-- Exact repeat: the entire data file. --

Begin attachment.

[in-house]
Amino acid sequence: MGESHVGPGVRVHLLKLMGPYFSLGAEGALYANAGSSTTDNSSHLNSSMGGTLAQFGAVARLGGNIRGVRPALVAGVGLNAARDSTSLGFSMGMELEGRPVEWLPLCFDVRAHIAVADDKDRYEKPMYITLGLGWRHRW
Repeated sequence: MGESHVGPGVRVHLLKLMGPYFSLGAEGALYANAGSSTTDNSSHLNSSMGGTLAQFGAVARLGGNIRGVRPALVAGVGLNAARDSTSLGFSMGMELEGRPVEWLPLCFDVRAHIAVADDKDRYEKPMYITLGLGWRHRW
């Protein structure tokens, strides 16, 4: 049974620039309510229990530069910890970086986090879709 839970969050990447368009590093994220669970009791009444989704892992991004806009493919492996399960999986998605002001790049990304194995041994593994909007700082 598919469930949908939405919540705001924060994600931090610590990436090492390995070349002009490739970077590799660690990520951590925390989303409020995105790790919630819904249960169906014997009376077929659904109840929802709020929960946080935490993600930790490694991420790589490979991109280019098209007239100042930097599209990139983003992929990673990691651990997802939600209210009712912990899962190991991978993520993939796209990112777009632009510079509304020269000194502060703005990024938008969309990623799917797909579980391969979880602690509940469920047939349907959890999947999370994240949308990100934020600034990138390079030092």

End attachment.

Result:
[in-house]
Amino acid sequence: MGESHVGPGVRVHLLKLMGPYFSLGAEGALYANAGSSTTDNSSHLNSSMGGTLAQFGAVARLGGNIRGVRPALVAGVGLNAARDSTSLGFSMGMELEGRPVEWLPLCFDVRAHIAVADDKDRYEKPMYITLGLGWRHRW
Repeated sequence: MGESHVGPGVRVHLLKLMGPYFSLGAEGALYANAGSSTTDNSSHLNSSMGGTLAQFGAVARLGGNIRGVRPALVAGVGLNAARDSTSLGFSMGMELEGRPVEWLPLCFDVRAHIAVADDKDRYEKPMYITLGLGWRHRW
């Protein structure tokens, strides 16, 4: 049974620039309510229990530069910890970086986090879709 839970969050990447368009590093994220669970009791009444989704892992991004806009493919492996399960999986998605002001790049990304194995041994593994909007700082 598919469930949908939405919540705001924060994600931090610590990436090492390995070349002009490739970077590799660690990520951590925390989303409020995105790790919630819904249960169906014997009376077929659904109840929802709020929960946080935490993600930790490694991420790589490979991109280019098209007239100042930097599209990139983003992929990673990691651990997802939600209210009712912990899962190991991978993520993939796209990112777009632009510079509304020269000194502060703005990024938008969309990623799917797909579980391969979880602690509940469920047939349907959890999947999370994240949308990100934020600034990138390079030092």